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Researchers compile list of vulnerabilities abused by ransomware gangs

Researchers compile list of vulnerabilities abused by ransomware gangs

Researchers compile list of vulnerabilities abused by ransomware gangs

Security researchers are compiling an easy-to-follow list of vulnerabilities ransomware gangs and their affiliates are using as initial access to breach victims’ networks.

All this started with a call to action made by Allan Liska, a member of Recorded Future’s CSIRT (computer security incident response team), on Twitter over the weekend.

Since then, with the help of several other contributors that joined his efforts, the list quickly grew to include security flaws found in products from over a dozen different software and hardware vendors.

While these bugs have been or still are exploited by one ransomware group or another in past and ongoing attacks, the list has also been expanded to include actively exploited flaws, as security researcher Pancak3 explained.

The list comes in the form of a diagram providing defenders with a starting point for shielding their network infrastructure from incoming ransomware attacks.

Vulnerabilities targeted by ransomware groups in 2021

This year alone, ransomware groups and affiliates have added multiple exploits to their arsenal, targeting actively exploited vulnerabilities.

For instance, this week, an undisclosed number of ransomware-as-a-service affiliates have started using RCE exploits targeting the recently patched Windows MSHTML vulnerability (CVE-2021-40444).

In early September, Conti ransomware also began targeting Microsoft Exchange servers, breaching enterprise networks using ProxyShell vulnerability exploits (CVE-2021-34473, CVE-2021-34523, CVE-2021-31207).

In August, LockFile started leveraging the PetitPotam NTLM relay attack method (CVE-2021-36942) to take over the Windows domain worldwide, Magniber jumped on the PrintNightmare exploitation train (CVE-2021-34527), and eCh0raix was spotted targeting both QNAP and Synology NAS devices (CVE-2021-28799).

HelloKitty ransomware targeted vulnerable SonicWall devices (CVE-2019-7481) in July, while REvil breached Kaseya’s network (CVE-2021-30116, CVE-2021-30119, and CVE-2021-30120) and hit roughly 60 MSPs using on-premise VSA servers and 1,500 downstream business customers [1, 2, 3].

FiveHands ransomware was busy exploiting the CVE-2021-20016 SonicWall vulnerability before being patched in late February 2021, as Mandiant reported in June.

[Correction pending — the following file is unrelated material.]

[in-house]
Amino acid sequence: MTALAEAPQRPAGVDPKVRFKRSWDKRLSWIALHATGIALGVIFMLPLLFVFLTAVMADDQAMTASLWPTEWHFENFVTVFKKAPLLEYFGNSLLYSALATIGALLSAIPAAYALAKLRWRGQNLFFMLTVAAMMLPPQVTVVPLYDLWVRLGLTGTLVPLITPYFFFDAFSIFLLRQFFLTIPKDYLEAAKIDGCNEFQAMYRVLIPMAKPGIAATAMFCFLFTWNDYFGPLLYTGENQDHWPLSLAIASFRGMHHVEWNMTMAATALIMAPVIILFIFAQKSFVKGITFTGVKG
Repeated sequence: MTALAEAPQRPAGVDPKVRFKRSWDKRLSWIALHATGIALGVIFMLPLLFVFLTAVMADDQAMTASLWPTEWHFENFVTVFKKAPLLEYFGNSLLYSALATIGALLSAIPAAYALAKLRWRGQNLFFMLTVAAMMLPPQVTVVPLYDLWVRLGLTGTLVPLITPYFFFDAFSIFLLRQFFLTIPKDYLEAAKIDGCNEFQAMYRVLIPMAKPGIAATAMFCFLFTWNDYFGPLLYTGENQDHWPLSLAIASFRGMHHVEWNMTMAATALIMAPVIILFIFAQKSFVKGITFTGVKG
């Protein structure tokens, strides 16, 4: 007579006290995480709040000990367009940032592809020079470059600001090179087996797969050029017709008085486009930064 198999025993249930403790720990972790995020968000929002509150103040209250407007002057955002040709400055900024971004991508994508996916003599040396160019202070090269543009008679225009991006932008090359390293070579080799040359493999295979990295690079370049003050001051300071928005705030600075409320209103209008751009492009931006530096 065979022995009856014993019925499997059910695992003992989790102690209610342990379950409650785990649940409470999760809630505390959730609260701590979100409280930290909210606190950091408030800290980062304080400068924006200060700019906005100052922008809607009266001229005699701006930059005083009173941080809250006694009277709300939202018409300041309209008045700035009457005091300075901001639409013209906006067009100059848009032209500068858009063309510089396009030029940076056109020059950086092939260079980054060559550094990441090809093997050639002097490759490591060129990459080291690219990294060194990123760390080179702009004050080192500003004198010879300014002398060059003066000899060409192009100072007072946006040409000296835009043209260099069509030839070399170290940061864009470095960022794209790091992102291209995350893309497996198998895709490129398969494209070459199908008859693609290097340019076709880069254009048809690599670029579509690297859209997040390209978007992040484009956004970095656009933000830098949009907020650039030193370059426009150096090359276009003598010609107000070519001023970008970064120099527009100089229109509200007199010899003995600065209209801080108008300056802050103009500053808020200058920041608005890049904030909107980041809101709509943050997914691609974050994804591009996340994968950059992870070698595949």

QNAP also warned of AgeLocker ransomware attacks on NAS devices using an undisclosed flaw in outdated firmware in April, just as a massive Qlocker ransomware campaign targeted QNAP devices unpatched against a hard-coded credentials vulnerability (CVE-2021-28799).

The same month, Cring ransomware started encrypting unpatched Fortinet VPN devices (CVE-2018-13379) on industrial sector companies’ networks after a joint FBI and CISA warning that threat actors were scanning for vulnerable Fortinet appliances.

In March, Microsoft Exchange servers worldwide were hit by Black Kingdom [1, 2] and DearCry ransomware as part of a massive wave of attacks directed at systems unpatched against ProxyLogon vulnerabilities (CVE-2021-26855, CVE-2021-26857, CVE-2021-26858, CVE-2021-27065).

Last but not least, Clop ransomware attacks against Accellion servers (CVE-2021-27101, CVE-2021-27102, CVE-2021-27103, CVE-2021-27104) that took place between mid-December 2020 and continued in January 2021 drove up the average ransom price for the first three months of the year.

Fight against an escalating ransomware threat

Liska’s and his contributors’ exercise adds to an ongoing effort to fend off ransomware attacks that have plagued worldwide public and private sector organizations for years.

Last month, CISA was joined by Microsoft, Google Cloud, Amazon Web Services, AT&T, Crowdstrike, FireEye Mandiant, Lumen, Palo Alto Networks, and Verizon as part of the Joint Cyber Defense Collaborative (JCDC) partnership focused on defending critical infrastructure from ransomware and other cyber threats.

The federal agency also released a new ransomware self-assessment security audit tool in June designed to help at-risk organizations understand if they’re equipped to defend against and recover from ransomware attacks targeting information technology (IT), operational technology (OT), or industrial control system (ICS) assets.

CISA provides a Ransomware Response Checklist for organizations that have been hit by a ransomware attack, advice on how to protect against ransomware, and answers to frequently asked questions about ransomware.

The New Zealand Computer Emergency Response Team (CERT NZ) has also recently published a guide on ransomware protection for businesses.

CERT NZ’s guide outlines ransomware attack pathways and illustrates what security controls can be set up to protect from or stop an attack.

CERT NZ ransomware attack guide
CERT NZ ransomware attack guide